The previous blog post in this series examined embedded cost of service studies — but some states choose to look ahead, considering marginal costs. This approach stems from the economic theory that today’s consumption drives tomorrow’s costs and customer classes should be responsible for the future impact of their usage. These states, notably California, Oregon and Nevada, require utilities to base cost allocation on marginal cost of service studies.
A marginal cost of service study typically measures the cost of expanding system capability to meet additional requirements for capacity at peak periods, additional transmission and distribution capacity, and additional energy usage, with at least energy-related costs differentiated by time period. Just as it does for embedded cost studies, our manual, Electric Cost Allocation for a New Era, features an extensive discussion of best practices in completing marginal cost studies.
Key principles for the cost analyst to keep in mind for modern marginal cost studies include:
- The time horizon examined should be consistent across all of the cost elements.
- Capital costs often substitute for short-run variable costs, for example in the choice of wind or solar generation as an alternative to burning fuel in conventional power plants.
- If the capital cost of new distribution service extensions to serve new customers is included, then the capital cost of new generation and transmission facilities must also be included.
- Demand response, not new generating capacity or storage capacity, may be the lowest-cost capacity resource to meet short-duration peak loads.
- Smart grid technologies, including smart meters and data managements systems, are used to save energy, to reduce capacity requirements, to collect data for system planning and to bill customers.
The “NERA methodology,” named for the consulting firm that originally developed it in the late 1970s, has many shortcomings in today’s electric system marked by significant quantities of wind, solar, storage, and demand response providing both energy and localized capacity services. Analysts using this dated method will need to update their models to reflect current resource options.
A common error in marginal cost studies is the failure to recognize that temporary excess capacity in one or more parts of the system — generation, transmission, or distribution — may distort the results of the study. This is a particular problem in systems where renewable portfolio standards may be causing the development of new generating capacity before it is required for reliability purposes. This can result in a temporary excess of capacity that distorts cost study results.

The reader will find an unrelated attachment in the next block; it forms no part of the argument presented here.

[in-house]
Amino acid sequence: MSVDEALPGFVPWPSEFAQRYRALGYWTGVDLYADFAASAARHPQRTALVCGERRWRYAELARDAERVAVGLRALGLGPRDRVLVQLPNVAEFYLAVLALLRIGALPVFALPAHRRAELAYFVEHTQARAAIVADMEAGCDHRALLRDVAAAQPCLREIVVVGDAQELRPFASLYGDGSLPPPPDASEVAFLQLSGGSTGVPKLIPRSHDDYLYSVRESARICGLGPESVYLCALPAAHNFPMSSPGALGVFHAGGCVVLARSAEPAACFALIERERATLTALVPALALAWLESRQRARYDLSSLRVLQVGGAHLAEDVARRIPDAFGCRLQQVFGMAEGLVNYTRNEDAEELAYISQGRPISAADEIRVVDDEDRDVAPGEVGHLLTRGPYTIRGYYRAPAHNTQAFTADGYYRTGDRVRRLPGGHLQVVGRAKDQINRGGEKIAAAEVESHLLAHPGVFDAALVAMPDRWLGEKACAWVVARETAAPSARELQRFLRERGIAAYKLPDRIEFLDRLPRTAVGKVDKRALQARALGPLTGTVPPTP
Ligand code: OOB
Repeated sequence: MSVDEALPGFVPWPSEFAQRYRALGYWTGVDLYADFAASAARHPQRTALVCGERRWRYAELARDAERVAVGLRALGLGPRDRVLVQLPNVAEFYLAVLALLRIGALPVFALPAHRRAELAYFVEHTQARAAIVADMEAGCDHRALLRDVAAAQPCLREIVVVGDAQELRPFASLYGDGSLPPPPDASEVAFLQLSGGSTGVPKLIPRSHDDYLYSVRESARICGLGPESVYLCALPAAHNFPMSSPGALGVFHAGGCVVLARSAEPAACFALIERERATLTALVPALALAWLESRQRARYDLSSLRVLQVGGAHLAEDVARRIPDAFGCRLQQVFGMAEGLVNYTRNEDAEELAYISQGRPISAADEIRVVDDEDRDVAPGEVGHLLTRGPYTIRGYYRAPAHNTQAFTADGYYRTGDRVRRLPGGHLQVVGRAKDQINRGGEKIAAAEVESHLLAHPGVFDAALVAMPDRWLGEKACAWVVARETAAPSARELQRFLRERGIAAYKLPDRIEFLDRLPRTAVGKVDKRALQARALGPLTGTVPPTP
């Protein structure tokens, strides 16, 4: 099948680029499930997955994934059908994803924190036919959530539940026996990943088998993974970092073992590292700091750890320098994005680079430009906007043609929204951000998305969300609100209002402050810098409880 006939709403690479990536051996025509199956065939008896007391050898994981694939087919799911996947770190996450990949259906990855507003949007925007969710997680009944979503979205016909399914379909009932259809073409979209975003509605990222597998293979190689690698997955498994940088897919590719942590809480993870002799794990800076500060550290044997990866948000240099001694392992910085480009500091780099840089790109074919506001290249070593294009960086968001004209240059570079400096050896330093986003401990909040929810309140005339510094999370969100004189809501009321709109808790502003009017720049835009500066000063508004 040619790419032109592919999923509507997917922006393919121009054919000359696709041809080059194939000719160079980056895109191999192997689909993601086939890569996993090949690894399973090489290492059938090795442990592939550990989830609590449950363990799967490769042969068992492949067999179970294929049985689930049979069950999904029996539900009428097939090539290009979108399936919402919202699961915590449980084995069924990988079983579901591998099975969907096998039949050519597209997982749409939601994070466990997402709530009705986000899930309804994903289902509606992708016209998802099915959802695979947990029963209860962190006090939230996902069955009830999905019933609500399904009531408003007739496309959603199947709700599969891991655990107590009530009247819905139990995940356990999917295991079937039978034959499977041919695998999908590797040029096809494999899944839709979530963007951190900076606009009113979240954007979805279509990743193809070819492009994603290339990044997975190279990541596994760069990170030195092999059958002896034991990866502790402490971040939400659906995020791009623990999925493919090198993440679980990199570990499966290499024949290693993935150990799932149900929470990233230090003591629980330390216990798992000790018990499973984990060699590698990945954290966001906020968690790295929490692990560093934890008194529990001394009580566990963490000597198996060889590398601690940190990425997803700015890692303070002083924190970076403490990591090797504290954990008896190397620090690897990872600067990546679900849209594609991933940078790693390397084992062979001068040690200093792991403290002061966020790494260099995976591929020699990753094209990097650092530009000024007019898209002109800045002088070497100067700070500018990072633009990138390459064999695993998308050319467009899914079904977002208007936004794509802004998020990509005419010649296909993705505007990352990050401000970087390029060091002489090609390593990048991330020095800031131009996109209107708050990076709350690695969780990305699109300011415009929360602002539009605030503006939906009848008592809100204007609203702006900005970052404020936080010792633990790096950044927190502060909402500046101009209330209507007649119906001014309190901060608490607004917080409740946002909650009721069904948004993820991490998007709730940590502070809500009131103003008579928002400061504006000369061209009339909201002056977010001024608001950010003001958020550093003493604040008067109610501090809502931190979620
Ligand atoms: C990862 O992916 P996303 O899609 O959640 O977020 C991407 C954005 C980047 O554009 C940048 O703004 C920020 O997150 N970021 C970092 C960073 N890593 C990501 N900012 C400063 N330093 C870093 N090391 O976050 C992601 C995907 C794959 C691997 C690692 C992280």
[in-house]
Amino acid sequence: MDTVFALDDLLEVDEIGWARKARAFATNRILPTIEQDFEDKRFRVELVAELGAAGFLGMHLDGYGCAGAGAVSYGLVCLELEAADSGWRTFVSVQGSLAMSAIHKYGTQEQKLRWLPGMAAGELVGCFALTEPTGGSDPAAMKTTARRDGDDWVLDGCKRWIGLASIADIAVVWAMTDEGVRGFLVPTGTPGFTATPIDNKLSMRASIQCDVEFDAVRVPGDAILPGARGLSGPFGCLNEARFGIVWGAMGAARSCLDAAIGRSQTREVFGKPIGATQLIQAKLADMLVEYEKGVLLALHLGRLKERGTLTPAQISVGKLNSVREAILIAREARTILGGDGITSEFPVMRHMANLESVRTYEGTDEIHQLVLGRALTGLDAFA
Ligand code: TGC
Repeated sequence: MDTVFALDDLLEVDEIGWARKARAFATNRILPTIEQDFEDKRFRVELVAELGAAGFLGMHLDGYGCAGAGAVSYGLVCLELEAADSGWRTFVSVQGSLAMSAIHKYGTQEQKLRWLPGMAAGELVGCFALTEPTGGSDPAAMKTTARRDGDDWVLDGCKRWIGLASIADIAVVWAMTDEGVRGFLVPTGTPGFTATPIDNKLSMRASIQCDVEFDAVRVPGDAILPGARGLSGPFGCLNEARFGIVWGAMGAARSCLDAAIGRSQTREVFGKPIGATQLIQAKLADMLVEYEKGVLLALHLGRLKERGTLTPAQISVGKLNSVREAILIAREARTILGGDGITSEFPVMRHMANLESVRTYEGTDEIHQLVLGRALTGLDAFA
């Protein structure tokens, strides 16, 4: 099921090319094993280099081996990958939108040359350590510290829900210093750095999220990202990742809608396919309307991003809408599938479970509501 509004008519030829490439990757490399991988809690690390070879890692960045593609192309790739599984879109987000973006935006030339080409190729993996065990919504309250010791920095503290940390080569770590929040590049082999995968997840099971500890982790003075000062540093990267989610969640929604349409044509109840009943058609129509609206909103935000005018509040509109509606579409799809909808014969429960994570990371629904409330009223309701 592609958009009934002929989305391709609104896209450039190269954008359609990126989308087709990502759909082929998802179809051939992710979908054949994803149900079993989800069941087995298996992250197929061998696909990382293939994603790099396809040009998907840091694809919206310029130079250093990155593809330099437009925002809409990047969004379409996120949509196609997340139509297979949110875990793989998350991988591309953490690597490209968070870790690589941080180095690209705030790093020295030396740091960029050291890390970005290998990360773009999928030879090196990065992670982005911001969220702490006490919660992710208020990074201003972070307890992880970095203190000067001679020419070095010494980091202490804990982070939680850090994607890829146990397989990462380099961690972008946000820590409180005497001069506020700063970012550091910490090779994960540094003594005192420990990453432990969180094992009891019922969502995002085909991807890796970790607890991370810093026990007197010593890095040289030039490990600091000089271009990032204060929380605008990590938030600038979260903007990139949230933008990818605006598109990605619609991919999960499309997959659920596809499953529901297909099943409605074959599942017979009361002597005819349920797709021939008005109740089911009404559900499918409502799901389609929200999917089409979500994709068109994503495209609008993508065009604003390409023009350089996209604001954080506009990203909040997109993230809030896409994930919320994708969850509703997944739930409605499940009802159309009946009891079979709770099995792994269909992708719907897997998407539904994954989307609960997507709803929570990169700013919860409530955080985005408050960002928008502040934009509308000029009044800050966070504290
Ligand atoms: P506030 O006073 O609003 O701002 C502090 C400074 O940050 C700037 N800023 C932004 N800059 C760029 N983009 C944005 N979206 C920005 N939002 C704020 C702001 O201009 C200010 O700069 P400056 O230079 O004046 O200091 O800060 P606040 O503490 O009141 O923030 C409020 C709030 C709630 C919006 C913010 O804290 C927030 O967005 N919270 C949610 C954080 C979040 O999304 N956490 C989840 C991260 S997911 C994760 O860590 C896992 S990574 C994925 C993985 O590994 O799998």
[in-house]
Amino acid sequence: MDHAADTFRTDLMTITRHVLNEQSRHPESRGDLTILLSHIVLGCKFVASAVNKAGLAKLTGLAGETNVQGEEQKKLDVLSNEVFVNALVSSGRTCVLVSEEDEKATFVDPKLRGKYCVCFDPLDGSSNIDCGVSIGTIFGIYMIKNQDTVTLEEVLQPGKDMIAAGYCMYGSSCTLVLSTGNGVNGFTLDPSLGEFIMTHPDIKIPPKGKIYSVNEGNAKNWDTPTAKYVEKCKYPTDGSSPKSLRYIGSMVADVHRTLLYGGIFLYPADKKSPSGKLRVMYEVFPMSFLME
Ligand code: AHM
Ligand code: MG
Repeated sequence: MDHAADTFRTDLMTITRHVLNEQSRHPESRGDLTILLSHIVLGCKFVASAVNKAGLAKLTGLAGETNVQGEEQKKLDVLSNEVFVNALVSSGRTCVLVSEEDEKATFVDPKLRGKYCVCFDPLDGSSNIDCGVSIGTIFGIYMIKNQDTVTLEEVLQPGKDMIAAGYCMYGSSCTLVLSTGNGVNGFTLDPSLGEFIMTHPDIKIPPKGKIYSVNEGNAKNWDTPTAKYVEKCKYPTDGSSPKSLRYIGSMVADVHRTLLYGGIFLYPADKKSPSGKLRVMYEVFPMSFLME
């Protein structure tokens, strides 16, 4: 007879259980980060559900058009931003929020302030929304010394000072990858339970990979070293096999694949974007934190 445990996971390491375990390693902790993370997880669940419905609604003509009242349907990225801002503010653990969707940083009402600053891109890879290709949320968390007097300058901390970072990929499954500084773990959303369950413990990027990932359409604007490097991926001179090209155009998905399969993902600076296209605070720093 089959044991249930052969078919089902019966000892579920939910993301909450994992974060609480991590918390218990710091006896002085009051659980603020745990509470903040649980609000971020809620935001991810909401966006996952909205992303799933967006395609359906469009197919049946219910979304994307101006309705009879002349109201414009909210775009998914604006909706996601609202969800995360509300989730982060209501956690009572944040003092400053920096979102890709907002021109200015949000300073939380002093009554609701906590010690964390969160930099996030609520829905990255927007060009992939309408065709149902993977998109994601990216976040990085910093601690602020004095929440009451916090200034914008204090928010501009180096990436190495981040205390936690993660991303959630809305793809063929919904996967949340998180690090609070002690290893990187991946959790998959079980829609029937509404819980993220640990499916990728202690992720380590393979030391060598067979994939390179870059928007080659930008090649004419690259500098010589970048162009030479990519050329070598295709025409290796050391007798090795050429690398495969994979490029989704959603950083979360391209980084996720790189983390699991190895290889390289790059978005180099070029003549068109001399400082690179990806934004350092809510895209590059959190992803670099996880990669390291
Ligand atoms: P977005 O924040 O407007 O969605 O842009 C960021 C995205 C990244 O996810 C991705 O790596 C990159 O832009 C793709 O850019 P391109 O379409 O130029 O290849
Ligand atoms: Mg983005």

New problems emerge in a modern grid, where some particularly flexible capacity may be needed to provide “ramping” service during hours when renewable generation drops off, rather than to meet peak-hour needs. The analyst needs to understand this to properly determine how these capacity costs should be treated in the cost study.
With a marginal cost study in hand, the analyst needs a means for reconciling its findings to the allowed revenue requirement. Two methods are typically used, one that relies on the “inverse elasticity rule,” and a second, more commonly used, that employs the “equal proportion of marginal cost” framework. A key finding of the handbook is that the better choice is to reconcile cost elements within functional categories — that is to ensure that generation, transmission, and distribution costs are adjusted to reconcile with the revenue requirement within those categories, rather than across all costs as a whole. This avoids inequitable shifting of cost responsibility between customer classes, a common problem if generation or transmission investment is temporarily in surplus or shortfall.
As we’ve made clear here and in our previous posts, the transformative technological changes in the power sector — including the amount of new data now available — mean that modern cost allocation studies can, and must, take into account factors that older approaches could not and, in that old world, did not need to.
In our next, and last, post in this series, we’ll take a big-picture look at this changing landscape and recommend more cutting-edge ways in which regulators can ensure a more efficient and equitable assignment of utility costs.